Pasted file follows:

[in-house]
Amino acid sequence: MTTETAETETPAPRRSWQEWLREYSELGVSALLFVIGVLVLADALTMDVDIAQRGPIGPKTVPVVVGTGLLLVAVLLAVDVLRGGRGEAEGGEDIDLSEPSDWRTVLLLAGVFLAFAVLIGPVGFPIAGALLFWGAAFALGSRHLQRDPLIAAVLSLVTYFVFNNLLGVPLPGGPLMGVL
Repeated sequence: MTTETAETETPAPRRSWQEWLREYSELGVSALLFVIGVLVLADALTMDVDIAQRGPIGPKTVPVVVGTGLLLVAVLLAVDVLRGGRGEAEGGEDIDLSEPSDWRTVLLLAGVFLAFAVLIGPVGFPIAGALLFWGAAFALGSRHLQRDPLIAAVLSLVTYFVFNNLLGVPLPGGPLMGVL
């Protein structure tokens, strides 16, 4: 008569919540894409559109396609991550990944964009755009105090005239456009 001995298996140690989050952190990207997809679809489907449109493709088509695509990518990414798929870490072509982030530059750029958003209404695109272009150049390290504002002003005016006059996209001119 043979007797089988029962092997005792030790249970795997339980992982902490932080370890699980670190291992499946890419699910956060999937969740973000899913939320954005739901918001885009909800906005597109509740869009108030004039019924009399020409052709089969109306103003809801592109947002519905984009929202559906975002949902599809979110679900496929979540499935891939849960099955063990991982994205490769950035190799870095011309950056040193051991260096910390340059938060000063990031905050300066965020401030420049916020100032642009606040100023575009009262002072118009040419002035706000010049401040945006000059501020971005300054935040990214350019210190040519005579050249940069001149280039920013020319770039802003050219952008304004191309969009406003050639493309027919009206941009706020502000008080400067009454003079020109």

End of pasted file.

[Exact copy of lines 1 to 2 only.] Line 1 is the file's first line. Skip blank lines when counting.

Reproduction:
[in-house]
Amino acid sequence: MTTETAETETPAPRRSWQEWLREYSELGVSALLFVIGVLVLADALTMDVDIAQRGPIGPKTVPVVVGTGLLLVAVLLAVDVLRGGRGEAEGGEDIDLSEPSDWRTVLLLAGVFLAFAVLIGPVGFPIAGALLFWGAAFALGSRHLQRDPLIAAVLSLVTYFVFNNLLGVPLPGGPLMGVL